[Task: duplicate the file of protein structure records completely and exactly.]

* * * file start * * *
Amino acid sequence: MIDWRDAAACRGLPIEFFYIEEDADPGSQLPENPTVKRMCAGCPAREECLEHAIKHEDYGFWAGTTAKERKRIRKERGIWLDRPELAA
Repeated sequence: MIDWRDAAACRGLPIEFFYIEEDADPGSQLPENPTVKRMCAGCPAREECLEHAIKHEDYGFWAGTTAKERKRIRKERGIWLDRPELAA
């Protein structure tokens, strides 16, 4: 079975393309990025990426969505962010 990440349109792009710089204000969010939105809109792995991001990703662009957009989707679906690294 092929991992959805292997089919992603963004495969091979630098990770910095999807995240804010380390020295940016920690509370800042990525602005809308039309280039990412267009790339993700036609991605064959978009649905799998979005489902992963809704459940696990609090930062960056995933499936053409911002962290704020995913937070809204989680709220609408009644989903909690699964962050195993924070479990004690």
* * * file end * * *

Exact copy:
Amino acid sequence: MIDWRDAAACRGLPIEFFYIEEDADPGSQLPENPTVKRMCAGCPAREECLEHAIKHEDYGFWAGTTAKERKRIRKERGIWLDRPELAA
Repeated sequence: MIDWRDAAACRGLPIEFFYIEEDADPGSQLPENPTVKRMCAGCPAREECLEHAIKHEDYGFWAGTTAKERKRIRKERGIWLDRPELAA
């Protein structure tokens, strides 16, 4: 079975393309990025990426969505962010 990440349109792009710089204000969010939105809109792995991001990703662009957009989707679906690294 092929991992959805292997089919992603963004495969091979630098990770910095999807995240804010380390020295940016920690509370800042990525602005809308039309280039990412267009790339993700036609991605064959978009649905799998979005489902992963809704459940696990609090930062960056995933499936053409911002962290704020995913937070809204989680709220609408009644989903909690699964962050195993924070479990004690």